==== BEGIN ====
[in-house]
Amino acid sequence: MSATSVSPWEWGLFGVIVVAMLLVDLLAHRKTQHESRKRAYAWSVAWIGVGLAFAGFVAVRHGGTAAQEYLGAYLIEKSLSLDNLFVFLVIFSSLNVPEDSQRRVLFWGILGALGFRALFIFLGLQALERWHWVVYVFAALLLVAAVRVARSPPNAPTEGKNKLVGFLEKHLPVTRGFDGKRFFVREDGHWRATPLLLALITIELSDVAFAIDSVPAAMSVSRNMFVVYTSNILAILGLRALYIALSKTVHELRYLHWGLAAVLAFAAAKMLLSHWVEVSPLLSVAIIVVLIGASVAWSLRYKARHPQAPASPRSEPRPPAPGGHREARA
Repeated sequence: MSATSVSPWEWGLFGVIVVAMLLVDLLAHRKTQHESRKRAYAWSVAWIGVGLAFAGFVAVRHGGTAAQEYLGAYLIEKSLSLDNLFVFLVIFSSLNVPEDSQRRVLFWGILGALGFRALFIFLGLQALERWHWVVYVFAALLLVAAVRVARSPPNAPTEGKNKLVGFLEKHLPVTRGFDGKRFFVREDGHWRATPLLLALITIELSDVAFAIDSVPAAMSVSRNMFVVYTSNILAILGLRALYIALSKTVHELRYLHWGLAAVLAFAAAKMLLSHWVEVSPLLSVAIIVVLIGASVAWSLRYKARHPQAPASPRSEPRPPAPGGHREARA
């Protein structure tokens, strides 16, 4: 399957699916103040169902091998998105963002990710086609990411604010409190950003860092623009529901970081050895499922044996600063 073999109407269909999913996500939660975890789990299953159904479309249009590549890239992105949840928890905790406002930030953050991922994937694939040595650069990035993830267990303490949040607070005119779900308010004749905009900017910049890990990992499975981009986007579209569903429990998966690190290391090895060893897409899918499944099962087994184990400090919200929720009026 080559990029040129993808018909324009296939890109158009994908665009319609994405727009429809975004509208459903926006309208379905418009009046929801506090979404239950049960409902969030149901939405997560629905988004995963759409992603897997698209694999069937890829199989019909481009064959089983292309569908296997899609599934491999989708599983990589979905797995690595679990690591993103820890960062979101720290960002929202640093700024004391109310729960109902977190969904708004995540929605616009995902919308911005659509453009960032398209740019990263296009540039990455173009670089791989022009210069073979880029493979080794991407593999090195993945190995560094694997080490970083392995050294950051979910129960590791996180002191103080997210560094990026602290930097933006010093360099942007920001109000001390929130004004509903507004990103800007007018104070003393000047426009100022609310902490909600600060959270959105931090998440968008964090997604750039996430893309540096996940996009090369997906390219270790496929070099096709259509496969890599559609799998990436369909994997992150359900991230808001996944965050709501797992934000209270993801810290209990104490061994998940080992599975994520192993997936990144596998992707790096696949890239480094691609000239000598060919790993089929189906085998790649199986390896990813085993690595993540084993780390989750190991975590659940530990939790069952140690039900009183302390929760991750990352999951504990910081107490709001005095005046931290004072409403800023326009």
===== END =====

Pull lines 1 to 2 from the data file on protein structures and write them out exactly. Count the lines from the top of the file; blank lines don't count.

[in-house]
Amino acid sequence: MSATSVSPWEWGLFGVIVVAMLLVDLLAHRKTQHESRKRAYAWSVAWIGVGLAFAGFVAVRHGGTAAQEYLGAYLIEKSLSLDNLFVFLVIFSSLNVPEDSQRRVLFWGILGALGFRALFIFLGLQALERWHWVVYVFAALLLVAAVRVARSPPNAPTEGKNKLVGFLEKHLPVTRGFDGKRFFVREDGHWRATPLLLALITIELSDVAFAIDSVPAAMSVSRNMFVVYTSNILAILGLRALYIALSKTVHELRYLHWGLAAVLAFAAAKMLLSHWVEVSPLLSVAIIVVLIGASVAWSLRYKARHPQAPASPRSEPRPPAPGGHREARA